Gordon Brown arrives in Washington this week as the first European leader to meet with President Obama at the White House. He has pipped his closest rivals President Sarkozy and Chancellor Merkel in the race to the Oval Office, and will be only the fifth Prime Minister to be accorded the honour of addressing a joint session of Congress on Wednesday.
The visit is being spun by Downing Street as a coup for the Prime Minister, and evidence of the enduring strength of the ties between the United States and Great Britain. However, Brown's triumphal entry to the capital of the free world masks a long-term decline in the Special Relationship, which could be dramatically accelerated under the presidency of Barack Obama.
The Anglo-American alliance is being weakened on several fronts, from falling levels of UK defence spending and the gutting of Britain's armed forces by the Labour government, to the gradual erosion of British sovereignty in Europe and the rise of a European Union defence identity, now being backed by Washington. It is also threatened by apathy and indifference towards the UK on the part of the new U.S. administration, as well as by mounting American protectionism. Brown will struggle to establish a close relationship with Obama and there will be no repeat of the close-knit Bush/Blair dynamic.
President Obama's surprise decision earlier this month to remove a bust of Sir Winston Churchill from the Oval Office and return it to the British government sent an early signal to London that the Obama administration will have a far less robust approach towards the Anglo-American alliance. The White House is already recalibrating it as a "special partnership" not a "special relationship", a subtle play on words which indicates a shift away from a decades-long policy of according Britain a unique status as America's most important ally. Obama himself has seemingly little attachment to the alliance, and has never even mentioned it in a major policy speech.
Despite Brown getting his foot through the door first, there can be little doubt that the White House is keen to significantly strengthen America's relationship with both France and Germany, the biggest powers in continental Europe, as well as with Brussels, the institutional heart of the European Union. This is partly the product of a more pro-European outlook post-Bush, but is also based on a misguided belief that European allies will send more combat troops to Afghanistan, increase defence spending, and play a more supportive role alongside the United States on the world stage.
Washington is already making major concessions to France in the NATO alliance, with French officers reportedly in line to take two senior Alliance command positions. This would give Paris an extraordinary degree of power and influence within NATO, out of all proportion to its actual military role in Alliance operations, which is minimal.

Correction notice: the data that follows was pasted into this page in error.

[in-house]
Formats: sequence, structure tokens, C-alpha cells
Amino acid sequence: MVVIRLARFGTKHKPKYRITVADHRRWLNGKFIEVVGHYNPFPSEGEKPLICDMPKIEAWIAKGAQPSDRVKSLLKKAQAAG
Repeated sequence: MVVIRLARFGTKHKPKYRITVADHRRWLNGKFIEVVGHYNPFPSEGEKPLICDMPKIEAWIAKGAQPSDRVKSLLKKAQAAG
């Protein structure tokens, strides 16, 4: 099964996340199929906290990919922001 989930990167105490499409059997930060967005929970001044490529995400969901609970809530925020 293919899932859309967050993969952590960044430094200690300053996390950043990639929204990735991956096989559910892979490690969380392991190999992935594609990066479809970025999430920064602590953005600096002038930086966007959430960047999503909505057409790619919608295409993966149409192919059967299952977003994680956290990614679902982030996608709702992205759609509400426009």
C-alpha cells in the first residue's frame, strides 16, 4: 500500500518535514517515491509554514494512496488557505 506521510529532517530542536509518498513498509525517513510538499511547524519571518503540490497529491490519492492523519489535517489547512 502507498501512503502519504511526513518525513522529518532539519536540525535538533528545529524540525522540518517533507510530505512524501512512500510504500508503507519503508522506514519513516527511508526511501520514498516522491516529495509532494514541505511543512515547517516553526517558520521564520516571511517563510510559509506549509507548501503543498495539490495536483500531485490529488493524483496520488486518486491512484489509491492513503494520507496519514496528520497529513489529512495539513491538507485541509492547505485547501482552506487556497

The new administration is also sending clear signals that it supports a greater military and defense role for the European Union, with key appointments in both the State Department and the Pentagon being given to prominent supporters of European integration. To underscore the message, in his speech at the Munich Security Conference, Vice President Joe Biden made it clear that the United States will "support the further strengthening of European defense, an increased role for the European Union in preserving peace and security, (and) a fundamentally stronger NATO-EU partnership."
It would be a huge mistake for the new U.S. administration to look away from Britain for its most important strategic partnership. There has scarcely been a more important period since the Second World War for joint U.S.-British leadership, with a major war in Afghanistan, a global battle against al-Qaeda, an increasingly aggressive Russia, and the prospect of a nuclear-armed Iran.
There is no evidence to suggest that Europe is capable of shouldering the burden of global leadership with America. The European Union is a grandiose emperor with no clothes, and its track record in confronting dictatorial regimes such as Iran has been a dismal failure. The EU is obsessed with challenging American global pre-eminence rather than working with the United States, and the European Project is ultimately all about building a counter-weight to American world leadership.
The Special Relationship is vital to American and British interests on many levels, from military, diplomatic, and intelligence cooperation to transatlantic trading ties. If President Obama does not invest in its preservation, the end result will be a weaker United States that is less able to stand up to terrorism and tyranny, and project power and influence across the globe.
Former Secretary of State Henry Kissinger famously spoke of Washington needing a single telephone number to call in Europe in a crisis. In practice that number has for decades been in London, and if President Obama decides to switch it to Brussels or another European capital the world will be a far more dangerous place.
Great Britain is America's most reliable friend. Whether waging war against the Taliban and al-Qaeda, standing up to the Russian bear, or halting Iran's nuclear ambitions, President Obama should maintain the Anglo-American Special Relationship as the centerpiece of the transatlantic alliance. As nearly every post-war president has found, there is simply no alternative to U.S.-British leadership in securing the free world.
Nile Gardiner is Director of the Margaret Thatcher Centre for Freedom at the Heritage Foundation in Washington, DC.
First appeared in the Daily Telegraph (UK)